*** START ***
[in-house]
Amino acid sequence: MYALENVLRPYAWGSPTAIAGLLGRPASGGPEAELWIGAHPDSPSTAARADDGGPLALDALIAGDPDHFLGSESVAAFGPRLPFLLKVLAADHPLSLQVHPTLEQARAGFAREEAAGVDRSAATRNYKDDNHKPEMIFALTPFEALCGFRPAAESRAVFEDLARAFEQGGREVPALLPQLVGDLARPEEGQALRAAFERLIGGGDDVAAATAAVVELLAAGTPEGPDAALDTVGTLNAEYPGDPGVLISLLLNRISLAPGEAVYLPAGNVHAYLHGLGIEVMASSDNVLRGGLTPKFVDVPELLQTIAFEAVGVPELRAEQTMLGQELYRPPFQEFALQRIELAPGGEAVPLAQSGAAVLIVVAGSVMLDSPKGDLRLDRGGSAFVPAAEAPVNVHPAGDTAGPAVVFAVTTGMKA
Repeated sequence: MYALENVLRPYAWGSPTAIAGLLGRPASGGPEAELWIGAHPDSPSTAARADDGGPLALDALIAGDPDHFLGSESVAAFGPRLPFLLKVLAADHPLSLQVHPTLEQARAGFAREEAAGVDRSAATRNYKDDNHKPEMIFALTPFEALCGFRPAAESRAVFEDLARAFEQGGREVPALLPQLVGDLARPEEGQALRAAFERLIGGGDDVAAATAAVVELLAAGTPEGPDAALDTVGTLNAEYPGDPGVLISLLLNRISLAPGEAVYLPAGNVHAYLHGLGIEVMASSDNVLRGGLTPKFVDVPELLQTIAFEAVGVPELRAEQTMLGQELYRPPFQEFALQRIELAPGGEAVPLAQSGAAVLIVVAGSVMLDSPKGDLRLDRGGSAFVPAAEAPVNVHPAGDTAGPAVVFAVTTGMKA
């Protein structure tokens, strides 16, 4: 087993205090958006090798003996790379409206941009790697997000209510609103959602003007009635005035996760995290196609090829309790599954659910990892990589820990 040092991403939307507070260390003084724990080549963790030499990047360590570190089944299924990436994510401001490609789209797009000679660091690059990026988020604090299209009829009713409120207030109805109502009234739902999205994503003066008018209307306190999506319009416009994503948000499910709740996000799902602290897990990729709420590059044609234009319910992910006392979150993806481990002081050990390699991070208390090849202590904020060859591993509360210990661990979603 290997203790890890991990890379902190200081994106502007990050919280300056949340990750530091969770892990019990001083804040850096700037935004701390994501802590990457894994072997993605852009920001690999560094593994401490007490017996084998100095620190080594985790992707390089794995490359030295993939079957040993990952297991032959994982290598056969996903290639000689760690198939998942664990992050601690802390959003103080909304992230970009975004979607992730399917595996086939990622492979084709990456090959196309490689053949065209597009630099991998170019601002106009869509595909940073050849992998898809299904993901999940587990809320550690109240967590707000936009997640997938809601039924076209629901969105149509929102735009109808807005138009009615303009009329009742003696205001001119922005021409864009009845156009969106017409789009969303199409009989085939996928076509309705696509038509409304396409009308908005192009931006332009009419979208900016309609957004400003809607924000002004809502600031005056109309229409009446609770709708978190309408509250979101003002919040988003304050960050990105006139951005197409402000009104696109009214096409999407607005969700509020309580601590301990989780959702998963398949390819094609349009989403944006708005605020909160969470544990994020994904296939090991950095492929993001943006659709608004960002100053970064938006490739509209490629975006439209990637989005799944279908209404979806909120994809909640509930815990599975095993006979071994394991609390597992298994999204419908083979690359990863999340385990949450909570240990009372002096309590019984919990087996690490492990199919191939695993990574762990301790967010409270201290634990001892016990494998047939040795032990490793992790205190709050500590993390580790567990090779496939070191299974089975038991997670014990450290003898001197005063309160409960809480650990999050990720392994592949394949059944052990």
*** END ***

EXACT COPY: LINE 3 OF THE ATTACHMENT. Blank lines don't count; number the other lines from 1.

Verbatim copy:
Repeated sequence: MYALENVLRPYAWGSPTAIAGLLGRPASGGPEAELWIGAHPDSPSTAARADDGGPLALDALIAGDPDHFLGSESVAAFGPRLPFLLKVLAADHPLSLQVHPTLEQARAGFAREEAAGVDRSAATRNYKDDNHKPEMIFALTPFEALCGFRPAAESRAVFEDLARAFEQGGREVPALLPQLVGDLARPEEGQALRAAFERLIGGGDDVAAATAAVVELLAAGTPEGPDAALDTVGTLNAEYPGDPGVLISLLLNRISLAPGEAVYLPAGNVHAYLHGLGIEVMASSDNVLRGGLTPKFVDVPELLQTIAFEAVGVPELRAEQTMLGQELYRPPFQEFALQRIELAPGGEAVPLAQSGAAVLIVVAGSVMLDSPKGDLRLDRGGSAFVPAAEAPVNVHPAGDTAGPAVVFAVTTGMKA